Tuesday, June 13, 2006


Who John Stott Is [Archival Material]
By Thomas Riggins

This people draweth nigh unto me
with their mouth, and honoureth me
with their lips; but their heart is far
from me.-- Matthew 15:8

David Brooks, my favorite ultra-right New York Times op-eder, asked "Who is John Stott" in his 11-30-04 column. John Stott is an Anglican evangelical homophobic bigot of whom Mr. Brooks recommends politicians, "especially Democrats," take note. Brooks is upset with Tim Russert for having Jerry Falwell and Al Sharpton on "Meet the Press" ("these two bozos") to talk about religion and politics. Later he includes Pat Robertson (a third bozo?).

These people do not represent the real world of evangelical Christians, according to Brooks. If the blue staters want to open up to "people of faith," to appeal to them, they will have to concern themselves with someone like John Stott who is "actually important."

The Rev. Mr. Stott is an important evangelical voice – with over 40 (nonsense) books to his credit. Brooks finds his voice "humble and self-crtitical, but also confident, joyful and optimistic."

Brooks evidently finds of some of Stott’s teachings, such as his rejection of homo-sexuality "as a legitimate life style", his support for the death penalty, his anti-choice and anti-abortion positions, examples of optimistic humility. With views like these it is no wonder Stott maintains "that the central message of the gospel is not the teachings of Jesus." Not the teachings of Jesus? No indeed! What is important is the Passion, the life and sacrifice of Jesus. We don’t want to be burdened with any inconvenient teachings. The golden rule might get in the way of good Christian homophobia, or make our hands shake when we need to administer a lethal injection.

The most important part of Stott’s teaching may be his rejection of any idea that he could not know just what the Truth is (yes, with a capital T). Down with the notion that different religious traditions or other faiths could have a share of the Truth. "Truth has been revealed."

How lucky for us. Was it revealed in the Koran? Don’t even ask!

Confronted with these views, Brooks has the nerve to exclaim that there has "been a lot of twaddle written recently about the supposed opposition between faith and reason."

But the "thoughtful" Rev. Stott belies this. Twaddle? What is the difference between Stott’s homophobia, anti-woman and pro-death penalty positions and those of Falwell and Robertson. I leave out Al Sharpton because he is definitely not in this company.

In his 1958 book Basic Christianity, Stott writes that God "is altogether beyond our comprehension." This didn’t stop the good reverend from writing forty books about him, but it takes "reason" off the table. You can’t reason about the incomprehensible. Stott still claims that "The Christian doctrine of revelation is essentially reasonable." More reasonable than the Islamic or Jewish? We are not in the house of reason when we make statements about religious fundamentalism.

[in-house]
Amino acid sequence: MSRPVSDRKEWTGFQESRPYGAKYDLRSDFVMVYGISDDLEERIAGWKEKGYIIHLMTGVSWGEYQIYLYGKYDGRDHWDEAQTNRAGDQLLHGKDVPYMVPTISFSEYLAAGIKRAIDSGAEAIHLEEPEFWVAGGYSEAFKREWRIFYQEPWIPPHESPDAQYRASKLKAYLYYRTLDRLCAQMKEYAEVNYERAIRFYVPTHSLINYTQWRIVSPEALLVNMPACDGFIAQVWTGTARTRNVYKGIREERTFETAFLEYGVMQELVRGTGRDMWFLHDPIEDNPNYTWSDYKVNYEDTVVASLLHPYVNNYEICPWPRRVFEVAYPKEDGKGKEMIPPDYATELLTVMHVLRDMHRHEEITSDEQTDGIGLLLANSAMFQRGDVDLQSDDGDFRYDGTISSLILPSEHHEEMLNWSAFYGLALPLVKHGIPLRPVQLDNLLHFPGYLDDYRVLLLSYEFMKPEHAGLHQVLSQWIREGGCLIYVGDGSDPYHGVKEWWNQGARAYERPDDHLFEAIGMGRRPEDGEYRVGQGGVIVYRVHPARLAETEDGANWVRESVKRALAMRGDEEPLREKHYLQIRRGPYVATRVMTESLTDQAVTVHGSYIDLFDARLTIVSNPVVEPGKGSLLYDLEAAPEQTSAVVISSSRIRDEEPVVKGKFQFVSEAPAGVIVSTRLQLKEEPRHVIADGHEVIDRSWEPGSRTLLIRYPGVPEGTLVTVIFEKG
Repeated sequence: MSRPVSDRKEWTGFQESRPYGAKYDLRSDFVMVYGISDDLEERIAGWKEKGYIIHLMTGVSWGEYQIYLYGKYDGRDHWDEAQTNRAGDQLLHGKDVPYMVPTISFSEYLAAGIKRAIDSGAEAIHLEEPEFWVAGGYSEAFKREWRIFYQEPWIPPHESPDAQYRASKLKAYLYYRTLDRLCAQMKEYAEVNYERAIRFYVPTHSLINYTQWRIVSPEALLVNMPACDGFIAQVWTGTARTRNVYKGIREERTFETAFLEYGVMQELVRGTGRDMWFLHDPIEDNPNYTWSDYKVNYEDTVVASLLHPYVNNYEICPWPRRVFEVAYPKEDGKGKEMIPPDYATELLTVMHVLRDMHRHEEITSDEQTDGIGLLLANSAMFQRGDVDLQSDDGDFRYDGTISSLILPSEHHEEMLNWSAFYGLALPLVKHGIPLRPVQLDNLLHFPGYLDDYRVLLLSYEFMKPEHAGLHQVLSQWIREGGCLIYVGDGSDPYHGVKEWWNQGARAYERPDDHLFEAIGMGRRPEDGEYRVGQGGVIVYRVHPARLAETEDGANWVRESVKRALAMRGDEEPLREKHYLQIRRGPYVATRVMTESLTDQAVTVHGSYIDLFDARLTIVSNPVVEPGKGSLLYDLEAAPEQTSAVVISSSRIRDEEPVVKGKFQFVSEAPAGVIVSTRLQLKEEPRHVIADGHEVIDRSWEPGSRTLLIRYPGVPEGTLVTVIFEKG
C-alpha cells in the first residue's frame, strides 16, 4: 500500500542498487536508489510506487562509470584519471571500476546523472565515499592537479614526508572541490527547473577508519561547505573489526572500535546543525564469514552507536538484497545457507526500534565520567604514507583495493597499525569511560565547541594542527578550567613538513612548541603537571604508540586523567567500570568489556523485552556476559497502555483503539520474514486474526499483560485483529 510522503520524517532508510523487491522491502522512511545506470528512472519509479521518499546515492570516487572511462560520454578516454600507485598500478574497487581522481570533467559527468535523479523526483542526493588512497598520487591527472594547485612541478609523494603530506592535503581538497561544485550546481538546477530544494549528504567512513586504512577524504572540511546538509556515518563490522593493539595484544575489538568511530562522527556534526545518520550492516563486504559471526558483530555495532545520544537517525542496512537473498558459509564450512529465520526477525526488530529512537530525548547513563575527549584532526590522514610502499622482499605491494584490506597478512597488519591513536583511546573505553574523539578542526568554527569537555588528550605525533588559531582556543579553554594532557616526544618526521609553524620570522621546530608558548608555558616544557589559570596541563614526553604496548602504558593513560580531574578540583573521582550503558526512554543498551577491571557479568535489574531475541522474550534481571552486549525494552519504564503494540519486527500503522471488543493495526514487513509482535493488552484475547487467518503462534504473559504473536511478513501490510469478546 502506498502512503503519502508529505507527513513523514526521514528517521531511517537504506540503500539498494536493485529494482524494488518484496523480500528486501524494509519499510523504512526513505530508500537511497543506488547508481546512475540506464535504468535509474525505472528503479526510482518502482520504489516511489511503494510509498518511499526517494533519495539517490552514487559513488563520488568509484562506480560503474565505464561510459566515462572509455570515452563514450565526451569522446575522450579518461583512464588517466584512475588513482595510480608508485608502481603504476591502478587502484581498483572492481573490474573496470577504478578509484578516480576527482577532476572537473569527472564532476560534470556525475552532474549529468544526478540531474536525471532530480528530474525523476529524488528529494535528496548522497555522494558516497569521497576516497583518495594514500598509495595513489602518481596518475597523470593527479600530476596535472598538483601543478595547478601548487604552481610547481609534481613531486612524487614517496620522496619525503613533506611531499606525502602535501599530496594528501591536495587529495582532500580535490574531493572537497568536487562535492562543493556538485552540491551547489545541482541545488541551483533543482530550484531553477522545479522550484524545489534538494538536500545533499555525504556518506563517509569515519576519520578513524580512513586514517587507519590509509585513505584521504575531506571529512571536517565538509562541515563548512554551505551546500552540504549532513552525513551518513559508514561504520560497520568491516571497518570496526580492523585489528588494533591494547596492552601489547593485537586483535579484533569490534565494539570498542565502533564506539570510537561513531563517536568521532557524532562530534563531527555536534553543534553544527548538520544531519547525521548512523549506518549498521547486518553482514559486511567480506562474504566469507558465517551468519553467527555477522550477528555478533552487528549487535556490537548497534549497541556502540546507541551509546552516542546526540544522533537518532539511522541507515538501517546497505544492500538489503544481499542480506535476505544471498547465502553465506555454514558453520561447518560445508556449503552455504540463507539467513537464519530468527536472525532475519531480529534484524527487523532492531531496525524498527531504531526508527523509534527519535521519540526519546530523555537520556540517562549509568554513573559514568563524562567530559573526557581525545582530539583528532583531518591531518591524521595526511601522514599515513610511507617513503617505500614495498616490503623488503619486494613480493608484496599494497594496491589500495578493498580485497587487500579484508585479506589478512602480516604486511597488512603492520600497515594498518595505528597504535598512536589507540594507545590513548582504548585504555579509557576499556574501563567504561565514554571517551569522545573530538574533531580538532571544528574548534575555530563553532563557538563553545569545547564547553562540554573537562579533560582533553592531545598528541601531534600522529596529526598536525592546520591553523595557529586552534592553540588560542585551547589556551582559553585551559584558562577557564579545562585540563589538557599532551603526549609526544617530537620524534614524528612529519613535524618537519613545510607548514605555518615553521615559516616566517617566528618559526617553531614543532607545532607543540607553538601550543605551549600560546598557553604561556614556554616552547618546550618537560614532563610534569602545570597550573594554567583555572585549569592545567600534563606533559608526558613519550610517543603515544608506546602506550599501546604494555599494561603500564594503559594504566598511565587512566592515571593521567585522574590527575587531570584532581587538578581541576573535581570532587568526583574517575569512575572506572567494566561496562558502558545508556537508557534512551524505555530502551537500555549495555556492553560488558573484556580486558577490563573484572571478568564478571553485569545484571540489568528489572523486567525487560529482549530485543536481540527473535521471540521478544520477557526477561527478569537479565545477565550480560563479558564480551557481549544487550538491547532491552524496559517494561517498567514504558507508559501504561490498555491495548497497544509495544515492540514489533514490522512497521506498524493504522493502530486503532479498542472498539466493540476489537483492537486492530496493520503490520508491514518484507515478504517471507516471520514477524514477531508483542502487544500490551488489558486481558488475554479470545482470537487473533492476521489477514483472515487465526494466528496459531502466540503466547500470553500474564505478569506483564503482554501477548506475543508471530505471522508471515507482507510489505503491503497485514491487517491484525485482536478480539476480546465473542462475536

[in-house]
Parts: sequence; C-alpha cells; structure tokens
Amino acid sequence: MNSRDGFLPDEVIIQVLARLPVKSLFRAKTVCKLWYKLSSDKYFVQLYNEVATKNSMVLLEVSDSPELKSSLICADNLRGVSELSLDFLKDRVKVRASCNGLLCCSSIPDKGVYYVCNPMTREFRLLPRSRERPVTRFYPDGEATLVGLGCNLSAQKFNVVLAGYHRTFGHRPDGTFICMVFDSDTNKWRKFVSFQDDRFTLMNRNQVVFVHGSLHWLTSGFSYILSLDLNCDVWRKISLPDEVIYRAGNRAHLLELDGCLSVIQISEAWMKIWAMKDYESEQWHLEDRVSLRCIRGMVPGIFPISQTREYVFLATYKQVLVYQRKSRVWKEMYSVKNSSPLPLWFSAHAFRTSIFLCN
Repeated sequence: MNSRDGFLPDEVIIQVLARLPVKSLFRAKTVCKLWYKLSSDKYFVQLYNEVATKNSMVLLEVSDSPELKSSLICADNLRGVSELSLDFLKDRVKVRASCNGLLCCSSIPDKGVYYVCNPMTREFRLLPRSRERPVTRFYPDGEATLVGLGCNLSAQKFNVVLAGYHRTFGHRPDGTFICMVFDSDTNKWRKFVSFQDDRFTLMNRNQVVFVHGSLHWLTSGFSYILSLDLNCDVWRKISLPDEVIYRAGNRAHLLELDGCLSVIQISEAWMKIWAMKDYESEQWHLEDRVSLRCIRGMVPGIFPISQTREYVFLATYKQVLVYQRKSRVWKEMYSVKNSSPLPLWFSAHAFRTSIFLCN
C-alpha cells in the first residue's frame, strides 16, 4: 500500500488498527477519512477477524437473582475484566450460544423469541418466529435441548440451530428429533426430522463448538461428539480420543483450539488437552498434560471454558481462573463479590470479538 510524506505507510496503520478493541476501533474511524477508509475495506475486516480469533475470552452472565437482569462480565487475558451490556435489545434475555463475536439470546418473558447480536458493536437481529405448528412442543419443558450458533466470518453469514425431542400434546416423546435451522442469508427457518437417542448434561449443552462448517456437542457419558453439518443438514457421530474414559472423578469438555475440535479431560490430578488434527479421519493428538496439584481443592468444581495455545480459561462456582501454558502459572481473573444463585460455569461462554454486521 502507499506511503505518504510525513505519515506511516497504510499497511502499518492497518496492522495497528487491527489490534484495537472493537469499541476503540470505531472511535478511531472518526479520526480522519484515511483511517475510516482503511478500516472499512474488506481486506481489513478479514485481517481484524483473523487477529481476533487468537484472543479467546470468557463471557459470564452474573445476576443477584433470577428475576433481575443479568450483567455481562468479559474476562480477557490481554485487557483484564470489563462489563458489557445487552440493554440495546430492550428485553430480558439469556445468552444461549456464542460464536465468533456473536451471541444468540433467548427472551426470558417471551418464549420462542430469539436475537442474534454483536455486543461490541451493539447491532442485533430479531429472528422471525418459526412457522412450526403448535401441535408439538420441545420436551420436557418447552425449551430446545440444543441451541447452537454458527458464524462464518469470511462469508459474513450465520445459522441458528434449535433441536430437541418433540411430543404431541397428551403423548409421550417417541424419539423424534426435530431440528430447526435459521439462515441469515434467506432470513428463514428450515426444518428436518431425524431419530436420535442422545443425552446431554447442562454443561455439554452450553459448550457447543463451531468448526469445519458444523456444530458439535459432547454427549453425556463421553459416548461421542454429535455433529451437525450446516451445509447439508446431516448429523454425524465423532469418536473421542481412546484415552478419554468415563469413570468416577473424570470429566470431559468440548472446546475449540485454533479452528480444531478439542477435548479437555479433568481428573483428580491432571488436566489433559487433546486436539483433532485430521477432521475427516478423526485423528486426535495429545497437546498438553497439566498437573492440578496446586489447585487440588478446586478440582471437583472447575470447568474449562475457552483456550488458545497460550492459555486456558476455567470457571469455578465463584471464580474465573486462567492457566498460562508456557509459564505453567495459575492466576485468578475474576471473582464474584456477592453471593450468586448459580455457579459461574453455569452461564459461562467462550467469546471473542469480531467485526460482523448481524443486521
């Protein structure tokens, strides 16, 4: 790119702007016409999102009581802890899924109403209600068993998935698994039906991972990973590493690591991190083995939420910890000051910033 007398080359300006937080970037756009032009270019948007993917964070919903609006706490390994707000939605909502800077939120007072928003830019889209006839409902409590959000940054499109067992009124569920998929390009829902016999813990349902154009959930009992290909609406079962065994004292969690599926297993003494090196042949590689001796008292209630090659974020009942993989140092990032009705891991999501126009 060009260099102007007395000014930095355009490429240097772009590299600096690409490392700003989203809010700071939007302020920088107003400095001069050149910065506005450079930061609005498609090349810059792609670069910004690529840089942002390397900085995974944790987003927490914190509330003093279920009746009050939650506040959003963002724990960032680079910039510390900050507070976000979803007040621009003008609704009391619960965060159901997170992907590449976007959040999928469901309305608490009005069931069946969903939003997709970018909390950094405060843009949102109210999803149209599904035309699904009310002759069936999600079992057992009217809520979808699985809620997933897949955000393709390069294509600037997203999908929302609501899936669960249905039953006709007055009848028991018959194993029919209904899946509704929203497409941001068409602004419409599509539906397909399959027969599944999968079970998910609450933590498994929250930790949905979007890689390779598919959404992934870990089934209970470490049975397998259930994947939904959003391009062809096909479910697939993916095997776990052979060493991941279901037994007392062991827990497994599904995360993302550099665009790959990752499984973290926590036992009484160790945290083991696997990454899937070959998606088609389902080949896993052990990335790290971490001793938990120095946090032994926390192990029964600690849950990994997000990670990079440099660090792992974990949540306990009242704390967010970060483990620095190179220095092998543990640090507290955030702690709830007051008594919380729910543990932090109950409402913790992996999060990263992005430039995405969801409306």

Stott doesn’t want to submit religion to the scientific approach, but he does want to use the religious approach in science. "The empirical method is largely inappropriate in the sphere of religion," he writes. But what about science. There the empirical method has its rightful place – unless it contradicts revelation. Stott will go along with the "theory of evolution" – some type of evolution, but not Darwin! In Understanding the Bible he writes"any theory of evolution which is presented as a blind and random process must be rejected by Christians as incompatible with the biblical revelation...."

This is twaddle and implies that regardless of where the "empirical method" takes you in scientific investigation an extra-scientific dimension ("revelation") is the ultimate judge of truth.

So, enough of John Stott and and David Brooks’ twaddle. The point is that Christian fundamentalism in its conservative dress is what is being pushed. No one on the left should fall for Brooks’ position that by polishing up the rough edges of the Falwells and Robertsons with a classy substitute (the very British Mr. Stott) the attitudes and political consequences of evangelical fundamentalism are in any way changed.

There are plenty of progressive and mainstream Christians and even evangelicals who can be won over to left political programs. The notion, sanctioned by Brooks and proclaimed by Stott that "the teachings of Jesus" are not what is important should be a wedge issue for the Christian left. Those teachings are much more congruent with the socialist and communist world outlooks than they are with the capitalist world globalization movement that is being pushed by writers such as David Brooks.

--Thomas Riggins can be reached at pabooks@politicalaffairs.net.

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